There are four views typically found in Christian circles concerning the state of souls who die without being regenerate. For this section, we are precluding those who do not believe in a literal Hell. Again, we understand and recognize that some well intended people, even those who hold a classical view of Christianity, do not always hold to a literal place of after-life judgment. Some believe that Hell is here, now, and that in this life we make our own Heaven or Hell. Some are annihilists that believe that when we die we cease to exist. Others, of course, simply cannot reconcile God's love and a place of eternal punishment.
The first of these views is the more classical, or Orthodox, view that the wicked souls are in Hell for an everlasting period of time, and that it is punitive, not redemptive. This would be the view that we hold. It makes the most sense in any straight forward exegesis of the Scriptures. Both Old and New Testaments make many references to the eternality of both heavenly bliss and perpetual agony. And it is hard to justify everlasting heaven while simultaneously denying everlasting Hell. As we shall see.
Another view could be called Metaphorical. In other words, while the Bible does represent wicked souls going to a place of everlasting judgment, it is to be taken as a metaphor at best, or not-quite-so-literal at worst. It is most certainly acknowledged; however, that Hell is not redemptive, and so, if there was such a place, no one would return or be saved from it.
The third view in our discussion would be what I would call Purgatorial. This would be the Roman Catholic view and quite possibly the most accepted by nominal "Christians." This view would make Hell redemptive as well as punitive. The idea sees Hell as a holding cell where sins could be purged. After a prescribe time, the wicked soul would be "purged" of their sin and restored to grace. Although, most holding this view should not be classified as universalist. (That everyone will be saved.) Instead they understand that some will be eternally damned for having committed mortal sins and/or unbelief. Think Adolph Hitler, Osama, Stalin, etc.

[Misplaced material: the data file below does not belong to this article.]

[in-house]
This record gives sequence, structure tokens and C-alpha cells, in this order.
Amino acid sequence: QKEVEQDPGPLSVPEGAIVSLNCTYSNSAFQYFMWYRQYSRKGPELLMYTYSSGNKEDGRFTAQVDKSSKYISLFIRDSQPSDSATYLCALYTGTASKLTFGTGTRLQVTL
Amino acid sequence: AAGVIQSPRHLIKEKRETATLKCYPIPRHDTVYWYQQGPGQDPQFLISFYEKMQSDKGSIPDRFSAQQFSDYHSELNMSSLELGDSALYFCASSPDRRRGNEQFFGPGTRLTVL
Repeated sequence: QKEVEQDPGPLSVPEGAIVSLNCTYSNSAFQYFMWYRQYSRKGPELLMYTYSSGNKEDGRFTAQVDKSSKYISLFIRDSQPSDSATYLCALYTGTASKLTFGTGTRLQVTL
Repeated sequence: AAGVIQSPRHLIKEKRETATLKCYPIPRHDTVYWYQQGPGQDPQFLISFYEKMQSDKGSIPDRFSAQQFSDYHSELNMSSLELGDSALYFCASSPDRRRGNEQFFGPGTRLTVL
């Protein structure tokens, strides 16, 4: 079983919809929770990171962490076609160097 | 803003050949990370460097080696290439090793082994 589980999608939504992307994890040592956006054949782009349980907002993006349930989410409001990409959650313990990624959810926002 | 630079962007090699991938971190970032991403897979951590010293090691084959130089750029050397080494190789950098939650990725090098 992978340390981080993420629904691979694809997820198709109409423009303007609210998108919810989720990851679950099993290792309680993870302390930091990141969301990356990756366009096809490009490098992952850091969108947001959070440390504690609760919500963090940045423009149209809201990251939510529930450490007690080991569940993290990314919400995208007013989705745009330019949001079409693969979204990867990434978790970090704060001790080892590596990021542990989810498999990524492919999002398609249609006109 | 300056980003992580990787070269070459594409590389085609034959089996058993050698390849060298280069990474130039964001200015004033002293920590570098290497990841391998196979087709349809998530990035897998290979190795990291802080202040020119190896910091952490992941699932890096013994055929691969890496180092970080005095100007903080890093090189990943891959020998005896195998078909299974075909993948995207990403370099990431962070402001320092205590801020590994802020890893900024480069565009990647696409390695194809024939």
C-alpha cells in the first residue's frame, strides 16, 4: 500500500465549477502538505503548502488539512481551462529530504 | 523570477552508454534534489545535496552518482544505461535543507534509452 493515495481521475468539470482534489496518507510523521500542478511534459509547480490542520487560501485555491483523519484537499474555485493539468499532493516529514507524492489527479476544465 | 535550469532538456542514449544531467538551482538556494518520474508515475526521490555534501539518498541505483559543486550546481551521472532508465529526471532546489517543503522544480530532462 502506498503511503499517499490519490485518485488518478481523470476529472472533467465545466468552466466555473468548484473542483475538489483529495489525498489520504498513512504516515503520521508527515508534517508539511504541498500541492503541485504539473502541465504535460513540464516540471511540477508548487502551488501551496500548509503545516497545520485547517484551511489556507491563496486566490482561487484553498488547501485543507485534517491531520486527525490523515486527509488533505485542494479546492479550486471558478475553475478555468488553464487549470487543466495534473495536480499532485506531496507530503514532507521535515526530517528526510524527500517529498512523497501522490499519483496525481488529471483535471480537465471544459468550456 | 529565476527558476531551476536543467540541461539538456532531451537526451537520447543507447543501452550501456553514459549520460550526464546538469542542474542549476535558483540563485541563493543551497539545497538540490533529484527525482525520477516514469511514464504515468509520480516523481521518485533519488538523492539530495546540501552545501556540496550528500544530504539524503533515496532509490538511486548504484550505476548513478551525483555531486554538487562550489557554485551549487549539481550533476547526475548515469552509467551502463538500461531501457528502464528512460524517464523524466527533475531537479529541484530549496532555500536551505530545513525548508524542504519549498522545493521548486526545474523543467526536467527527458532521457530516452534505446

Lastly, there is the view we call Conditional. In this view the wicked are punished conditional to the level of their sin. Our resident example of Hitler for instance, would be punished longer and more severely than, say, a woman from Timbuktu who never heard the Gospel. Eventually, all conditionalists hold to either a redemptive pardoning work for Hell, or else annihilation of the soul after some period of punishment. Interestingly, there may be some merit to the conditional argument, but only as to severity, not to length. There may indeed be greater punishments for Hitler than our Timbuktuiam woman. Nevertheless, the Bible is clear that Hell is a separation that will never end.
We will argue, Scripturally, of course, that the Orthodox view is correct. By doing this we will refute the other views' claims, but not individually. We will win our argument of the merits of our view, and that will eliminate the possibility of these others.
Now before I close this particular post, an issue must/should be addressed. If, as we suppose, Hell is a punishment that lasts forever, then is that an appropriate response from God, considering His love and grace? In-other-words, if God is Just and Loving, wouldn't He punish for a while, and then forgive. It is seen, by some, like the justice system sending a man to the electric chair for stealing a loaf of bread, or spitting on the sidewalk. The problem with this dilemma is that it is possible to see theology separate from exegesis. When one does this, it becomes quite simple to say, "Theologically, I see God as a God of Love and Mercy. Therefore, I can separate my theology about God, with His revelation of Himself in His word. The Bible speaks of Hell, but my theology does not allow me to believe it." However, when we properly exegete the Scripture, we are left with the understanding that the Scripture can then dictate to us our theology. Any theological system not concretely grounded in the Biblical text will never hold water. God reveled Himself in the Bible for this purpose.
And if we understand this, then we can understand that God is merciful, and gracious, and loving, and dear friends, just. If we can conceive of sin, even the smallest of sins, as rebellion against God's righteousness, then we can see that sin must be infinite. And God's righteousness, therefore, must demand an infinite punishment.
Next post will concentrate (finally) on the Scripture in both Testaments on this intriguing and sad subject.